4 min read

Is There A Gap In Your Retirement Income Plan?

Featured Image

Income planning may be the most critical element of your retirement plan. But, generating a predictable stream of income from your resources isn’t always as straightforward as it sounds, especially when taxes, market volatility, and significant life changes occur.


For most retirees, the goal is to create a “retirement paycheck.” While it is true that everyone will approach retirement with different resources, the process of income planning will largely remain the same. A successful process has three main components: (1) identifying what is coming in, (2) estimating what will go out, and (3) deciding how to bridge the gap (if one exists) between your retirement income and projected expenses.

What Is Coming In: Guaranteed And Non-Guaranteed Sources Of Retirement Income

As you think about the retirement income sources available to you, begin grouping them into the following categories: income that is guaranteed—from social security, a pension, or annuity—and income that is not. Unguaranteed income sources range from dividends and investment income to real estate profits and salary from part-time work. Retirement savings plans, brokerage accounts, and real estate also fall into the unguaranteed category since their values move with the market.

Guaranteed Income Sources

Of course, each source of retirement income presents some degree of risk. Guaranteed income sources tend to stay fixed[i]——and therefore carry a different kind of risk. Fixed income carries the risk of inflation. The purchasing power of a $10,000 benefit, then, will diminish over time. You’ll still receive your $10,000 check, but it simply won’t stretch as far. How much your purchasing power diminishes will be dependent on how high inflation trends. The higher inflation numbers float, the more erosive you can expect in your purchasing power.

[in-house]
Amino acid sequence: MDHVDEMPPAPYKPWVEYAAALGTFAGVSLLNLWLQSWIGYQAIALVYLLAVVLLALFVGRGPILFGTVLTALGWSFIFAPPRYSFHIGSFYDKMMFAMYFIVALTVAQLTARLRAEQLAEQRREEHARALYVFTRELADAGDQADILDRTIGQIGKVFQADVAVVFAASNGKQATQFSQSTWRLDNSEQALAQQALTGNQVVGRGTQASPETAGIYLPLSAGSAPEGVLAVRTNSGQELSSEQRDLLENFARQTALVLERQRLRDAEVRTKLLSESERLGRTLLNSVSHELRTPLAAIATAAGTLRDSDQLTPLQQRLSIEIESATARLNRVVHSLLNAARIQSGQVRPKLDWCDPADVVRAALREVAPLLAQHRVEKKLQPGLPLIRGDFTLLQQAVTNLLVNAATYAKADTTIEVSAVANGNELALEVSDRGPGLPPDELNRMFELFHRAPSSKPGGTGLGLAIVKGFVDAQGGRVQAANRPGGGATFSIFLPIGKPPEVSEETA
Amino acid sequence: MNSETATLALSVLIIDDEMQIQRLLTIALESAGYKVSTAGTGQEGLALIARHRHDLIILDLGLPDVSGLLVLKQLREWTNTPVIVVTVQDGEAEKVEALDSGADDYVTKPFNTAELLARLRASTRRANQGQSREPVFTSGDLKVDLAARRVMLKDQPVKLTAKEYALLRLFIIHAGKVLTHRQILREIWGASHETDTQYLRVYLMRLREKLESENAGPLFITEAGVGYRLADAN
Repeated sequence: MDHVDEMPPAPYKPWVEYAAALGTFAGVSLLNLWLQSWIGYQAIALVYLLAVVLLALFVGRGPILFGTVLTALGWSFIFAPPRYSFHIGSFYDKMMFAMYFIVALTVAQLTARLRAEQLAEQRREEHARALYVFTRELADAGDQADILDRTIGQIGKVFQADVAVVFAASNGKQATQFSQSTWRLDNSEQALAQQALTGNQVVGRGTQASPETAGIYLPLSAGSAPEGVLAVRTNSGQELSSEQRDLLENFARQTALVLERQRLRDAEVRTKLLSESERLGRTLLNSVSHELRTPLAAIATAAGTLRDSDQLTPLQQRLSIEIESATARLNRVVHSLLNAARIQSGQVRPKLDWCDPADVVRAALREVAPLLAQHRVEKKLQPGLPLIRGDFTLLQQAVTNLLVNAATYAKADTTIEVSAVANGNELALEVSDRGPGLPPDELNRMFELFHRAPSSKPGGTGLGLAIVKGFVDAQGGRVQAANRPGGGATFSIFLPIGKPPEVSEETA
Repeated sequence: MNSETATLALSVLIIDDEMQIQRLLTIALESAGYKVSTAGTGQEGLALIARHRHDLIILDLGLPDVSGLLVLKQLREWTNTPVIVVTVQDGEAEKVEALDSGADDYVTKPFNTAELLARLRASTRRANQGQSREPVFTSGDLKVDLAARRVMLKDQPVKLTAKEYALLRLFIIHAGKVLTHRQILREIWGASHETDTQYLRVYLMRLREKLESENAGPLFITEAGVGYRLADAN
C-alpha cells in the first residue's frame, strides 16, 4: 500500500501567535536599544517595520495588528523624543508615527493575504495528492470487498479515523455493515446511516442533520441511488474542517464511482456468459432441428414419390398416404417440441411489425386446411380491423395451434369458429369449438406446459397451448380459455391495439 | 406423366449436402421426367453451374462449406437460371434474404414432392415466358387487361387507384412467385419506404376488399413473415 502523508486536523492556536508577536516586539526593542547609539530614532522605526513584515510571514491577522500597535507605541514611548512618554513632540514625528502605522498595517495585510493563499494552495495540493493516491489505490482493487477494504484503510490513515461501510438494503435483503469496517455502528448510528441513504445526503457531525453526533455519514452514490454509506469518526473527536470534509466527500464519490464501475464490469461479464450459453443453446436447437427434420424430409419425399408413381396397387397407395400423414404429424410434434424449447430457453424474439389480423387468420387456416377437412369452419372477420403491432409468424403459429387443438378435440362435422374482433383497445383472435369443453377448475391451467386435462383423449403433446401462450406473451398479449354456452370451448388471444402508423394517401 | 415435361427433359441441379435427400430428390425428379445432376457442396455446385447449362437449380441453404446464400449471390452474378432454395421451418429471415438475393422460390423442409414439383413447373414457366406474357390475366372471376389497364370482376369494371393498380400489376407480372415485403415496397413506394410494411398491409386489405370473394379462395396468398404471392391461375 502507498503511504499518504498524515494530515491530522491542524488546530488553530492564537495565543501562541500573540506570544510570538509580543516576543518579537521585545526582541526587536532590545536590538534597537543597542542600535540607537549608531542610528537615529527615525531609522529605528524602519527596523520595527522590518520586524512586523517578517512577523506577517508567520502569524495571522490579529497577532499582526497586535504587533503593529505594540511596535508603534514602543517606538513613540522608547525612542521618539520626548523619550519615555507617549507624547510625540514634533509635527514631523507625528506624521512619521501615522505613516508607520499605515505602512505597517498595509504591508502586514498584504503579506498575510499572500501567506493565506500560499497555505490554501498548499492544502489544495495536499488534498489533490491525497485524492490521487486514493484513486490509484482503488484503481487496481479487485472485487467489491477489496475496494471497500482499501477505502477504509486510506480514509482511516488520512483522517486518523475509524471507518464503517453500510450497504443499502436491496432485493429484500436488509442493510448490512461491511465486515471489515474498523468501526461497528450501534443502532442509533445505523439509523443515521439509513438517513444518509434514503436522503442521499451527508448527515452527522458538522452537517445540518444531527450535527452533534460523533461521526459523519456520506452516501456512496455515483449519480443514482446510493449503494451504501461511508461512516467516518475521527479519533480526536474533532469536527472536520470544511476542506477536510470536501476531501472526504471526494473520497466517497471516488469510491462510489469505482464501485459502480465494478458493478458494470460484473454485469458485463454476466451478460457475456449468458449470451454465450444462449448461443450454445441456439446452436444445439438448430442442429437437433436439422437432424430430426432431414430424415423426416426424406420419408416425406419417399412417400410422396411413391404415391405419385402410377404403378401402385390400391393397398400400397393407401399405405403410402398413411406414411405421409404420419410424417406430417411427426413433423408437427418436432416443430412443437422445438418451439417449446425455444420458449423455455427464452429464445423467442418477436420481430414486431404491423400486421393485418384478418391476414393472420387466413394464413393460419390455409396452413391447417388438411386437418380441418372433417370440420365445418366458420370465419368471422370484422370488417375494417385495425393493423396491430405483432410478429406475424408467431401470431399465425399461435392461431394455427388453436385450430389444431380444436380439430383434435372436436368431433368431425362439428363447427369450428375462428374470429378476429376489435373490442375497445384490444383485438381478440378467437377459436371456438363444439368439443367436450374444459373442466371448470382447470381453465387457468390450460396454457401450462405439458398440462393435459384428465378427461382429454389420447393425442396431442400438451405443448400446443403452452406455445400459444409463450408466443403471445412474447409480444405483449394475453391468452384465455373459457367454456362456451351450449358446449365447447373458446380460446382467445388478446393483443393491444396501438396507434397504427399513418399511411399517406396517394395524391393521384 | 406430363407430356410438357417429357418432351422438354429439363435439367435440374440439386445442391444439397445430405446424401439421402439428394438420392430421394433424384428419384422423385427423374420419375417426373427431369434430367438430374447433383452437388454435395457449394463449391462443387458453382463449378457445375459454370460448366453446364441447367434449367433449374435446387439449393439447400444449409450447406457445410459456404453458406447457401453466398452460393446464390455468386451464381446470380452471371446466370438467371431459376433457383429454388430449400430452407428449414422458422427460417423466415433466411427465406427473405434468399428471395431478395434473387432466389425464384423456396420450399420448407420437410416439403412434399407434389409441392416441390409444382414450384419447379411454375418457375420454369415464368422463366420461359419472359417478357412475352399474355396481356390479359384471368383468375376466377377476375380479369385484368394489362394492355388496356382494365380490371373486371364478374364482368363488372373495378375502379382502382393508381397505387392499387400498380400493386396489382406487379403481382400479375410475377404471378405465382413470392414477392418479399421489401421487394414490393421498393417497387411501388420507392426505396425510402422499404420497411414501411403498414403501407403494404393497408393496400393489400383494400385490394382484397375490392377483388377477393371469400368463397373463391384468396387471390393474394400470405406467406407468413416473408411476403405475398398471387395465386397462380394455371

Non-Guaranteed Income Sources

Within the second category of income, there are varying degrees of risk, as well. Fixed income sources are designed to provide a defined income stream but don’t fare well in inflationary environments. Equity investments are great for hedging against inflation but are linked to market fluctuations and make for a bumpier ride.

The key will be to diversify your income between guaranteed and unguaranteed income sources to create your retirement paycheck.

What Is Going Out: Retirement Expenses

To get a good view of your retirement expenses, it’s prudent to break your expenditures into two categories: needs (or essential expenses) and wants (or discretionary expenses).

The first category, essential expenses, comprises expenses you don’t have much control over and will likely remain unchanged over the long term. Of course, some things could be hard to estimate ahead of time. If you are planning to relocate, for example, you may need to do some research into the cost of living, housing prices, and insurance rates at your desired location.

Discretionary expenses are projected expenses you could live without if needed. But, if some of the items on the list are necessary for your personal fulfillment, you may consider adding them to the essential list to get a clearer picture of your projected need.

Essential Expenses (Needs)

Discretionary Expenses (Wants)



Household Bills




HOA Fees





Home Repairs



Additional Vehicles

Charitable Contributions

Media Subscriptions



Because the priority will be to make sure you have your core expenses covered. You may wish to match dependable income sources with fixed retirement expenses while coordinating other investment income with your discretionary income.

Solving For The Gap

Once you have a clear idea of your available resources and how much you will need to live, you can subtract your expenses from your income to see if you end up with a positive or negative number. A positive number indicates a surplus of income, and a negative number indicates a gap.

How will you bridge the gap between your income and expenses, so you do not have to consider living a diminished lifestyle? Do your investments need more time in the market to grow? Should you continue to work after you begin receiving pension payments and invest those aggressively in tax-free accounts? Delay social security benefits for a higher benefit amount?

Creating A Retirement Income Plan

At Atlas Wealth Advisors, we know retirement planning can be tricky, but it doesn’t have to be. With this in mind, here is a free tool to get started: our Retirement Income Calculator. Click here to download this free resource. Your retirement is too important to leave up to chance. Take charge and start planning with our free retirement income tool today. Of course, if you have any questions, we’re here to help.

Request call with founder image